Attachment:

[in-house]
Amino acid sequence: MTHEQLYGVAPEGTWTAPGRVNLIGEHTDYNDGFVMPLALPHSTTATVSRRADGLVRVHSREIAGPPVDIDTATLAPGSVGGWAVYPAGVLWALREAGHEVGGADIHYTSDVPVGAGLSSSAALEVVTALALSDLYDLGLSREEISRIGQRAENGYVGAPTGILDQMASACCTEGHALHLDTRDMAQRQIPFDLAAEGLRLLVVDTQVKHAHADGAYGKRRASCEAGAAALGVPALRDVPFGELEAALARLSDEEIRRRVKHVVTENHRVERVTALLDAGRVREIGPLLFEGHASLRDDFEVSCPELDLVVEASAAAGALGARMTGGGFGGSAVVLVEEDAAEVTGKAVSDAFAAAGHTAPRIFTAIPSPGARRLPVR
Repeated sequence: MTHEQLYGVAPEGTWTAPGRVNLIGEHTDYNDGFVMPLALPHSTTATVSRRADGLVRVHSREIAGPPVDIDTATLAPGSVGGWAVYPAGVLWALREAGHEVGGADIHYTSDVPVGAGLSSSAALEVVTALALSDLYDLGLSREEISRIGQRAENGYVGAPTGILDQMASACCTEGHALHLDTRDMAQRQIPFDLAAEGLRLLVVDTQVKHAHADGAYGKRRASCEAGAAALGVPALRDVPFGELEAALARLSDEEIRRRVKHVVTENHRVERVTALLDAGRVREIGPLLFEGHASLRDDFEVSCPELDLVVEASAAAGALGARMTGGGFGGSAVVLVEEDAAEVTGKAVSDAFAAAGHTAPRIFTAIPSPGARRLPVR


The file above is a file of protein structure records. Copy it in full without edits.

[in-house]
Amino acid sequence: MTHEQLYGVAPEGTWTAPGRVNLIGEHTDYNDGFVMPLALPHSTTATVSRRADGLVRVHSREIAGPPVDIDTATLAPGSVGGWAVYPAGVLWALREAGHEVGGADIHYTSDVPVGAGLSSSAALEVVTALALSDLYDLGLSREEISRIGQRAENGYVGAPTGILDQMASACCTEGHALHLDTRDMAQRQIPFDLAAEGLRLLVVDTQVKHAHADGAYGKRRASCEAGAAALGVPALRDVPFGELEAALARLSDEEIRRRVKHVVTENHRVERVTALLDAGRVREIGPLLFEGHASLRDDFEVSCPELDLVVEASAAAGALGARMTGGGFGGSAVVLVEEDAAEVTGKAVSDAFAAAGHTAPRIFTAIPSPGARRLPVR
Repeated sequence: MTHEQLYGVAPEGTWTAPGRVNLIGEHTDYNDGFVMPLALPHSTTATVSRRADGLVRVHSREIAGPPVDIDTATLAPGSVGGWAVYPAGVLWALREAGHEVGGADIHYTSDVPVGAGLSSSAALEVVTALALSDLYDLGLSREEISRIGQRAENGYVGAPTGILDQMASACCTEGHALHLDTRDMAQRQIPFDLAAEGLRLLVVDTQVKHAHADGAYGKRRASCEAGAAALGVPALRDVPFGELEAALARLSDEEIRRRVKHVVTENHRVERVTALLDAGRVREIGPLLFEGHASLRDDFEVSCPELDLVVEASAAAGALGARMTGGGFGGSAVVLVEEDAAEVTGKAVSDAFAAAGHTAPRIFTAIPSPGARRLPVR